Biographical Database of Black Woman Suffragists

Biography of Lillian Anderson Turner, 1877-1924

By Lexie Botzum, undergraduate student, Johns Hopkins University, Baltimore, MD

Lillian Anderson was born around 1877 in Ohio to parents from Kentucky. She married Val Do Turner, a physician, in 1896, and they moved to St. Paul, Minnesota, in 1898. As of 1910, the two could be found still living and working in St. Paul. Lillian Anderson Turner spent much of her life tirelessly engaged in learning, teaching, charity, and women's advocacy.

Lillian Turner worked as a school teacher, Sunday school training teacher, and volunteer social worker. Her work training Sunday school teachers was particularly extensive. She spent five years training “officers, teachers, and students in all colored Protestant denominations of St. Paul and Minneapolis,” and she traveled to Florida for the winter in 1913 to train Sunday school teachers; visit schools, colleges, and teachers; and organize girls' and women's clubs throughout the state “for community betterment.”

In Minnesota, Lillian Turner also participated with the women's clubs. She served as honorary president of the Minnesota Association of Colored Women's Clubs of. As part of the volunteer social work she engaged through the club, Turner was a social service worker of the Juvenile Court of St. Paul for seven years, handling the widows' pension department and children's work. It was this volunteering which inspired her to pursue higher education, in order to better understand “the Negro social history.” In 1914, she was also listed as secretary of St. Paul's NAACP chapter.

In 1914, Lillian Turner attended Fisk University's commencement. Encouraged by adult students graduating, she decided to enroll at the University of Minnesota that same year. She studied both sociology and anthropology, and she was the first student of color to receive Phi Beta Kappa recognition at the university. She spent the last half year completing a master's degree and conducting research at Wilberforce University in Ohio. She graduated in February 1918.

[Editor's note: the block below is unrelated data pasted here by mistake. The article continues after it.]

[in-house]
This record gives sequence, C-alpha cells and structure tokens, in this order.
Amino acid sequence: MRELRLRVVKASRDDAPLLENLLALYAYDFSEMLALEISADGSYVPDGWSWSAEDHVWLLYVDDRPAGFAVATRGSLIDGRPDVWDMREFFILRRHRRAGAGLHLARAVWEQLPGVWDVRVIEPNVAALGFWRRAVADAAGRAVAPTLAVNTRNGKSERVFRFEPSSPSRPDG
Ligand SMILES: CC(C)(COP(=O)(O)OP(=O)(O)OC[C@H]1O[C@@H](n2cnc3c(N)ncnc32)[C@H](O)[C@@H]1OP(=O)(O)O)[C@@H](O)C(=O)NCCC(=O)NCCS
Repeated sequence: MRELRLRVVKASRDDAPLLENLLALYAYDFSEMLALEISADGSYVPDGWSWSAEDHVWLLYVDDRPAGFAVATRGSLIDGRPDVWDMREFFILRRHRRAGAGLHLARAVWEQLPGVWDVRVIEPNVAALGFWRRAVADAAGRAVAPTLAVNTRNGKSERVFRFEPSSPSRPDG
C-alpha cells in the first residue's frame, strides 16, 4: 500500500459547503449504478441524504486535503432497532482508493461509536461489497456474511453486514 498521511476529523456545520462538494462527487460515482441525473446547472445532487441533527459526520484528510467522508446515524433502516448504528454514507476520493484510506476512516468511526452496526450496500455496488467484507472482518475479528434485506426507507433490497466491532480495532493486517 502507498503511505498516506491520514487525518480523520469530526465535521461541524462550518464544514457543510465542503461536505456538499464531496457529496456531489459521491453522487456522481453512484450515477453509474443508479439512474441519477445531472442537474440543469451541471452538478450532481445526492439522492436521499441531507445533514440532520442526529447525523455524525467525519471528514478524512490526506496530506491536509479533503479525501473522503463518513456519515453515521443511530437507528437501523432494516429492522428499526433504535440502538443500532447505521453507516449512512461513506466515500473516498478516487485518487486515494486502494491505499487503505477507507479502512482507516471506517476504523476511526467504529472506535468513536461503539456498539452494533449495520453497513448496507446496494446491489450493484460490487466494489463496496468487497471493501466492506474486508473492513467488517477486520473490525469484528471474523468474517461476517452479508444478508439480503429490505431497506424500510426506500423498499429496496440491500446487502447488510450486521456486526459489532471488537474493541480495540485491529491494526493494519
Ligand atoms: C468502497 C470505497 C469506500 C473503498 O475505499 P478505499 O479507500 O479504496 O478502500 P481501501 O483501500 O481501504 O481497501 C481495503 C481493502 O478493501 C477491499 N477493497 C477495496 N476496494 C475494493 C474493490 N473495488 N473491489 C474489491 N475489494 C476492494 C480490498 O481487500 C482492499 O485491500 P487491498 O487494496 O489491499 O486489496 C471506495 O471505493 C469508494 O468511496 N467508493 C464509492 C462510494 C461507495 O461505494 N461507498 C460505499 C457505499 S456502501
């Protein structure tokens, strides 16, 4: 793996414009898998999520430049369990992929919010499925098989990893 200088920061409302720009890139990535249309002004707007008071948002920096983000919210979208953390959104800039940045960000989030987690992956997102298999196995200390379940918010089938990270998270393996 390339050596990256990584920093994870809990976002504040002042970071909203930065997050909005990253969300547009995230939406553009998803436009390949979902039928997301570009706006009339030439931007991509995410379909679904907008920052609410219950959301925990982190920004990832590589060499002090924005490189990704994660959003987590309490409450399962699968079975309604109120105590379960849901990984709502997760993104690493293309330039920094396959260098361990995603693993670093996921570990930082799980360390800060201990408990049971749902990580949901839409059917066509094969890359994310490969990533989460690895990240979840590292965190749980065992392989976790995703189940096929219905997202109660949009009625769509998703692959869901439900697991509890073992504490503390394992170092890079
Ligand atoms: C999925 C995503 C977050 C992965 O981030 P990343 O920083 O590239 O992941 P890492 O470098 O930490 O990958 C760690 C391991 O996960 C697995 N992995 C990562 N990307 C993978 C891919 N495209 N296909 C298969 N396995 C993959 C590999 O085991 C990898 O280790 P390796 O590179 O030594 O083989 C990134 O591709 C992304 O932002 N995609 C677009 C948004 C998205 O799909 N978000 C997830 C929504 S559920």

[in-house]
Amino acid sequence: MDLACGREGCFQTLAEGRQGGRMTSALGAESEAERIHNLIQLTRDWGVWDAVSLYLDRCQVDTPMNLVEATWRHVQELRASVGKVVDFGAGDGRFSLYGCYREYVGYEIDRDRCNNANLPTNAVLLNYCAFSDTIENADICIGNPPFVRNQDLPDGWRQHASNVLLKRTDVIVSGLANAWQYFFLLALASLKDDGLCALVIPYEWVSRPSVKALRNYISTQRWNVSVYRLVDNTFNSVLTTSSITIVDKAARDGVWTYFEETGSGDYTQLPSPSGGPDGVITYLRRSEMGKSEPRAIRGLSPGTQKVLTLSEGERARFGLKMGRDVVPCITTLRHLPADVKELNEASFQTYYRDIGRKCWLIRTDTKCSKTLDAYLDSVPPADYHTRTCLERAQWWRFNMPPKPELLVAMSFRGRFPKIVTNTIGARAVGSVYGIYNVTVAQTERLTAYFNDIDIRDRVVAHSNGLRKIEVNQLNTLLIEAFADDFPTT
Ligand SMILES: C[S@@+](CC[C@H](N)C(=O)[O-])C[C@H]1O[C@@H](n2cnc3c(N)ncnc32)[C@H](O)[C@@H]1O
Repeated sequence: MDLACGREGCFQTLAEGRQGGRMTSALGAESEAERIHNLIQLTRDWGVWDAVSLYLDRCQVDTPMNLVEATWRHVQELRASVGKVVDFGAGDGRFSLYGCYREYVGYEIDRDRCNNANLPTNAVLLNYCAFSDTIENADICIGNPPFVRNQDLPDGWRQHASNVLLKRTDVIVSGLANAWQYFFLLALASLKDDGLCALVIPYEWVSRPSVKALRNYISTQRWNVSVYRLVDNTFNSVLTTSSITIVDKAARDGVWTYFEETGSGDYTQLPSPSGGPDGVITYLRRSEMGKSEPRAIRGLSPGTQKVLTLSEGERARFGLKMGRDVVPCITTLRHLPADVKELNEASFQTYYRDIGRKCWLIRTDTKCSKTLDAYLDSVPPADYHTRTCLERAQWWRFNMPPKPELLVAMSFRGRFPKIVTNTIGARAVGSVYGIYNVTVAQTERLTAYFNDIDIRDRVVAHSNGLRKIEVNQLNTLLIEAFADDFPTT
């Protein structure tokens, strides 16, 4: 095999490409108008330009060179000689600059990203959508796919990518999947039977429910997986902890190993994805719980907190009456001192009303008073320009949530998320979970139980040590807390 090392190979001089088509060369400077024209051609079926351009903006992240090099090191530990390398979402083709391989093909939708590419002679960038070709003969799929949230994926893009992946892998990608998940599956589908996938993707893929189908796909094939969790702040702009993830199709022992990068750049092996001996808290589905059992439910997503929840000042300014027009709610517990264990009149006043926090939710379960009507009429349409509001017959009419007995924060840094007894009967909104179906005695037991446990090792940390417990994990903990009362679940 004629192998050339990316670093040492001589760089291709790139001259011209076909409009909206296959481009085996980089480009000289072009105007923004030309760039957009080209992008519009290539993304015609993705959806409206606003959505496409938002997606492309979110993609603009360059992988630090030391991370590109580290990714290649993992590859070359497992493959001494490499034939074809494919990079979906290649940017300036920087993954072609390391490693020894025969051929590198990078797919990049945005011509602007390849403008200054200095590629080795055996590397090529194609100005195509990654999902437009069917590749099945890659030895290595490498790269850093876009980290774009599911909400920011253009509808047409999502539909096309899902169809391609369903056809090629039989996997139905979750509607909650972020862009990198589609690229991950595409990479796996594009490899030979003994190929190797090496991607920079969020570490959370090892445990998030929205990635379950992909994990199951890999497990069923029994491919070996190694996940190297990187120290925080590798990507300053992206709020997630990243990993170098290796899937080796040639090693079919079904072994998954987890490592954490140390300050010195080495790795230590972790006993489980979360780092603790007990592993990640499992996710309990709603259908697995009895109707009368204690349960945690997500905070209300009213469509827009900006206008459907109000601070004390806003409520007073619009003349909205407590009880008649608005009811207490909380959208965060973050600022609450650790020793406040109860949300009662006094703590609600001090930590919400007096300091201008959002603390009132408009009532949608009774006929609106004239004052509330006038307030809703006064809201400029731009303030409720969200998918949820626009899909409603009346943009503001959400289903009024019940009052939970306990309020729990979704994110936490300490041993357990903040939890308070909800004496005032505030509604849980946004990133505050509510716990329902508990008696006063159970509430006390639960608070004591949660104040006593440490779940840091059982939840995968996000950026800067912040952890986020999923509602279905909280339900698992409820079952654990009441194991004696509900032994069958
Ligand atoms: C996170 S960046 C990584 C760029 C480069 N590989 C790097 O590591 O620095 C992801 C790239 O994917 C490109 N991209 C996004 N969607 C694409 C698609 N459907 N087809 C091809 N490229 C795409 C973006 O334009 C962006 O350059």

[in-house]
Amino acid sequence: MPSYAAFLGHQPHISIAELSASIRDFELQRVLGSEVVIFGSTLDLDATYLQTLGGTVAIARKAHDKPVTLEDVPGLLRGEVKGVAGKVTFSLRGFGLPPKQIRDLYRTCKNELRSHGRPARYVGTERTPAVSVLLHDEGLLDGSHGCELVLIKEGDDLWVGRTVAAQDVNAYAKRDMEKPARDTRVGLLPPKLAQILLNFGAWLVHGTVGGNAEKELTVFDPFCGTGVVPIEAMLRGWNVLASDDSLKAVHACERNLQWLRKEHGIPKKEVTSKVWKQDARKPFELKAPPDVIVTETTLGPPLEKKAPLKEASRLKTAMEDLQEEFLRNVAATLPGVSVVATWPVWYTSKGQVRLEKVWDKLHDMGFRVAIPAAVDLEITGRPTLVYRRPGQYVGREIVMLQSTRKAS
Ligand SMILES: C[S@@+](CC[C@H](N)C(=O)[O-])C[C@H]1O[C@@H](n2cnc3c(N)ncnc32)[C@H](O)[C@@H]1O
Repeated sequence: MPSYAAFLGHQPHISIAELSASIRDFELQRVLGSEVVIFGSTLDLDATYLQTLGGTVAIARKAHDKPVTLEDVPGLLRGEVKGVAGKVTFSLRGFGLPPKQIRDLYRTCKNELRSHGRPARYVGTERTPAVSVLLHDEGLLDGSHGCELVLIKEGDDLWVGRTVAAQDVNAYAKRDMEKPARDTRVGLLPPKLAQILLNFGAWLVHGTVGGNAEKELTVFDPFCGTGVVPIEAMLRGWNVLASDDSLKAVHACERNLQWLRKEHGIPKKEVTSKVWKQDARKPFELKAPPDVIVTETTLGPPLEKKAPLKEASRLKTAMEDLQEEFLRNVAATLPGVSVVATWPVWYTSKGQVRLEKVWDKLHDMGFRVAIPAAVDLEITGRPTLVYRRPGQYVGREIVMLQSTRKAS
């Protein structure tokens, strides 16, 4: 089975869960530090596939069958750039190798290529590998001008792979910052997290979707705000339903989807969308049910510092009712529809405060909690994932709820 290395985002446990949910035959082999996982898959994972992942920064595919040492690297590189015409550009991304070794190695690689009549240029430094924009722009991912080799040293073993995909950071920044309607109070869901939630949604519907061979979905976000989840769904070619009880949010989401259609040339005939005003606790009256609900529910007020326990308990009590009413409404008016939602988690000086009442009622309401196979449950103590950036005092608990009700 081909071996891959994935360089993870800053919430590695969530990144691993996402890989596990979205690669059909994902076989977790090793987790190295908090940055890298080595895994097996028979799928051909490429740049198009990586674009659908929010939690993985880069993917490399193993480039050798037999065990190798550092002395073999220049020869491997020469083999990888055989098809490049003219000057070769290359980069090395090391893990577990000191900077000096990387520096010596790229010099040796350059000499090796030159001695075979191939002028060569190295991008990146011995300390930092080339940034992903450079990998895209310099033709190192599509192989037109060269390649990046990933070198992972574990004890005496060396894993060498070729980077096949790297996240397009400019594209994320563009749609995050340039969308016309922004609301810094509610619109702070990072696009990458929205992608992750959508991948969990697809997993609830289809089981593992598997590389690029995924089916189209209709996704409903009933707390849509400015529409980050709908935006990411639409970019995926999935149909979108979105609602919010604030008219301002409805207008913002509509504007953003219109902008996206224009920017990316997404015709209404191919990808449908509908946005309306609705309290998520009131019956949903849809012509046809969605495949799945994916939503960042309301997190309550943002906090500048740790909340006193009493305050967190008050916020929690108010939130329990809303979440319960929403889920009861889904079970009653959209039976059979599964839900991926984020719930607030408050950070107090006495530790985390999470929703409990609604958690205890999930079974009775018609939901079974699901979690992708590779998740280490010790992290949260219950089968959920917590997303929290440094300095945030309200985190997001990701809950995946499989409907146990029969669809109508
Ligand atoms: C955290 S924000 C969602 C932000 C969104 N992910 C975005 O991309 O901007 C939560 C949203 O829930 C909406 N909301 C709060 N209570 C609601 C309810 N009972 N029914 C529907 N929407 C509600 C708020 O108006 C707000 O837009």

While a student, Lillian Turner contributed to The Crisis with an essay that was part of a set discussing woman suffrage. Her work, titled “Votes for Housewives,” published in the August 1915 edition, was a witty and clever piece, noting that if reason was the necessary qualification for all voters, housewives should merit the vote; they work chiefly by reason, having faced too frequent disappointment to rely upon sentiment. Turner concluded with the wry assertion that she had “ceased to tremble when [she hears] dire predictions of the ruin that is expected to follow the rapid approach of women's franchise.”

Almost immediately upon graduation in 1918, Lillian Turner was recruited by the National Urban League of New York City. She accepted the position and moved to New York. By 1918, Lillian and Val Do Turner had divorced because on September 14, Val Do Turner married Clara Elizabeth Howard. Also, Lillian Turner was listed in the 1920 census as divorced, living in Manhattan, and employed in social work.

In 1919, Lillian Turner wrote another piece for The Crisis, this time explaining the work performed by the National Urban League. The organization worked to develop opportunities for “urban Negros,” seeking jobs for black residents, and attempting to put them in productive dialogue with white workers and bosses.

After 1921, records of Turner become difficult to trace, suggesting she either died (a woman named Lillie A. Turner died in 1924) or remarried. Lillian Anderson Turner devoted her adult life to educating others, engaging in social work, organizing charities, advocating on behalf of communities of color, and pursuing her own higher education. Turner supported woman suffrage, and she was a brilliant woman passionate about learning, religion, service, equal rights, and community betterment.


CAPTION: Lillian A. Turner, St. Paul, Minnesota, ca. 1910.
CREDIT: “The Charity Entertainment,” The Appeal (St. Paul, MN), November 30, 1912, Chronicling America: Historic American Newspapers, Library of Congress.


Addie Streator Wright, “An Active Member and Yet Not a ‘Fiskie,” Fisk University News, June 1, 1921, pp. 38-39. HathiTrust.

“Annual Meeting,” The Appeal (St. Paul, MN), November 13, 1915,

“The Charity Entertainment,” The Appeal (St. Paul, MN), November 30, 1912, Chronicling America: Historic American Newspapers, Library of Congress.

Find a Grave, Lillian A. Turner, November 10, 2016,

Lillian Turner, “Votes for Housewives,” The Crisis, August 1915, 192.

Lillian Turner, “The National Urban League,” The Crisis 18, no.1 (May 1919), 25-26. [LINK]

“Mrs. Lillian Turner Graduates,” The Appeal (St. Paul, MN), February 23, 1918, Chronicling America: Historic American Newspapers, Library of Congress.

“Mrs. Lillian Turner, Honorary President Adelphai Club, St. Paul,” The Appeal (St. Paul, MN), September 24, 1910,

“Notes from Branches,” The Crisis 7, no. 6 (April 1914), 289.

“St. Paul,” The Appeal (St. Paul, MN), April 9, 1898,

United States Census 1910, s.v. “Lillian Turner, Ramsey, MN,” HeritageQuest.

United States Census 1920, s.v. “Lillian A. Turner, Manhattan, NY,” HeritageQuest.

“Wife of Booker T. Is to Speak in this City,” Tampa Times, March 12, 1913,

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